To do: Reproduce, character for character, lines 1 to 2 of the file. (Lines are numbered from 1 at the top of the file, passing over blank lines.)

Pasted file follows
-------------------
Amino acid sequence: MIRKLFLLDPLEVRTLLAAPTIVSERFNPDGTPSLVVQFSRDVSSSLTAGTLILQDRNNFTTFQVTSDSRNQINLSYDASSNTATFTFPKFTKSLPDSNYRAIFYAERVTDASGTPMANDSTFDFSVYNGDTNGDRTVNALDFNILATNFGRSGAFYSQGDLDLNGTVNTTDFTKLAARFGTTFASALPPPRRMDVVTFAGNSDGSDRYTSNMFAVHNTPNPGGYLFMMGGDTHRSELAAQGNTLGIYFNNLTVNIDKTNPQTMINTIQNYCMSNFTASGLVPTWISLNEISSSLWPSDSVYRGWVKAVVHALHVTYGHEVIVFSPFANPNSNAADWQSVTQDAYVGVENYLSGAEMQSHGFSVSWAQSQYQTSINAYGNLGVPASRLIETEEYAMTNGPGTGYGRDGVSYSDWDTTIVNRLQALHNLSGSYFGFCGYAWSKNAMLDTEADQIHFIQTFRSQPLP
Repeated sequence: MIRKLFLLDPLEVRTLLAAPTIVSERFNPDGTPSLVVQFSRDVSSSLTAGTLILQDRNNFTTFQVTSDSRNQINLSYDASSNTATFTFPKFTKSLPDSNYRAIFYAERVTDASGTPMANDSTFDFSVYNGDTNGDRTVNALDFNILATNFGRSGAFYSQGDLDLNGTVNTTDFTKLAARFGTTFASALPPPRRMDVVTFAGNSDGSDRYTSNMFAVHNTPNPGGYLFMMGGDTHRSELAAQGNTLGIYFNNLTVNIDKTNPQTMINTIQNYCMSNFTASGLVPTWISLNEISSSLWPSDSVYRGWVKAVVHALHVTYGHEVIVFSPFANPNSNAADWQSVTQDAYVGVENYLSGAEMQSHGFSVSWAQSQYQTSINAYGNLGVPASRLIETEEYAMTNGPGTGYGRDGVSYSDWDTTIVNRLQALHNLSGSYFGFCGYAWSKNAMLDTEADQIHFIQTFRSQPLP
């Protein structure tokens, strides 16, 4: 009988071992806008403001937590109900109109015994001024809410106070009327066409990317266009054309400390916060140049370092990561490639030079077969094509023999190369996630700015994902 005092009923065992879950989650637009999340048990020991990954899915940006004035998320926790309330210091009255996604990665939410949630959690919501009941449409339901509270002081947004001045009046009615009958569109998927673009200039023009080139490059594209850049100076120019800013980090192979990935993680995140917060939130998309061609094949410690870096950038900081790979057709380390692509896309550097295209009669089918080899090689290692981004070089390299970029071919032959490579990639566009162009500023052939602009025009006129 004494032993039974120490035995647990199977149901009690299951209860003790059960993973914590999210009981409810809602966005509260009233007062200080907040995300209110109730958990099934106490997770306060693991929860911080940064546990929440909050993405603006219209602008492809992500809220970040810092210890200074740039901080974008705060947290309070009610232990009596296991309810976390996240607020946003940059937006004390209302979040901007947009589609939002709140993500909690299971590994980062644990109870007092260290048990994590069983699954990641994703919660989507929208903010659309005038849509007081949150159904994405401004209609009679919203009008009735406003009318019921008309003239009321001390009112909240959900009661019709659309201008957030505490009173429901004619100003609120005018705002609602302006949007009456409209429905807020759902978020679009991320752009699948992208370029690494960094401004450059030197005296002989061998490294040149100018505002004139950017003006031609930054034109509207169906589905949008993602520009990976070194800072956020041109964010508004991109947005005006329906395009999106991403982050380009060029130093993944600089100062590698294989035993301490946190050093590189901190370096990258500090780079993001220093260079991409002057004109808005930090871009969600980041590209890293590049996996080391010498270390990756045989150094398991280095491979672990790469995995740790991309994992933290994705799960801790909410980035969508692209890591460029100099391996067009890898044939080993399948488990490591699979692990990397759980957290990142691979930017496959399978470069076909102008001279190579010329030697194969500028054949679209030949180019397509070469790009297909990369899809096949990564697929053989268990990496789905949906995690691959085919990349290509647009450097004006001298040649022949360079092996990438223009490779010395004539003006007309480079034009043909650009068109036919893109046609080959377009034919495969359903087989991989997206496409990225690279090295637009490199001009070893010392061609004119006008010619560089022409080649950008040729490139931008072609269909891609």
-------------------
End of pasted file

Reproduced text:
Amino acid sequence: MIRKLFLLDPLEVRTLLAAPTIVSERFNPDGTPSLVVQFSRDVSSSLTAGTLILQDRNNFTTFQVTSDSRNQINLSYDASSNTATFTFPKFTKSLPDSNYRAIFYAERVTDASGTPMANDSTFDFSVYNGDTNGDRTVNALDFNILATNFGRSGAFYSQGDLDLNGTVNTTDFTKLAARFGTTFASALPPPRRMDVVTFAGNSDGSDRYTSNMFAVHNTPNPGGYLFMMGGDTHRSELAAQGNTLGIYFNNLTVNIDKTNPQTMINTIQNYCMSNFTASGLVPTWISLNEISSSLWPSDSVYRGWVKAVVHALHVTYGHEVIVFSPFANPNSNAADWQSVTQDAYVGVENYLSGAEMQSHGFSVSWAQSQYQTSINAYGNLGVPASRLIETEEYAMTNGPGTGYGRDGVSYSDWDTTIVNRLQALHNLSGSYFGFCGYAWSKNAMLDTEADQIHFIQTFRSQPLP
Repeated sequence: MIRKLFLLDPLEVRTLLAAPTIVSERFNPDGTPSLVVQFSRDVSSSLTAGTLILQDRNNFTTFQVTSDSRNQINLSYDASSNTATFTFPKFTKSLPDSNYRAIFYAERVTDASGTPMANDSTFDFSVYNGDTNGDRTVNALDFNILATNFGRSGAFYSQGDLDLNGTVNTTDFTKLAARFGTTFASALPPPRRMDVVTFAGNSDGSDRYTSNMFAVHNTPNPGGYLFMMGGDTHRSELAAQGNTLGIYFNNLTVNIDKTNPQTMINTIQNYCMSNFTASGLVPTWISLNEISSSLWPSDSVYRGWVKAVVHALHVTYGHEVIVFSPFANPNSNAADWQSVTQDAYVGVENYLSGAEMQSHGFSVSWAQSQYQTSINAYGNLGVPASRLIETEEYAMTNGPGTGYGRDGVSYSDWDTTIVNRLQALHNLSGSYFGFCGYAWSKNAMLDTEADQIHFIQTFRSQPLP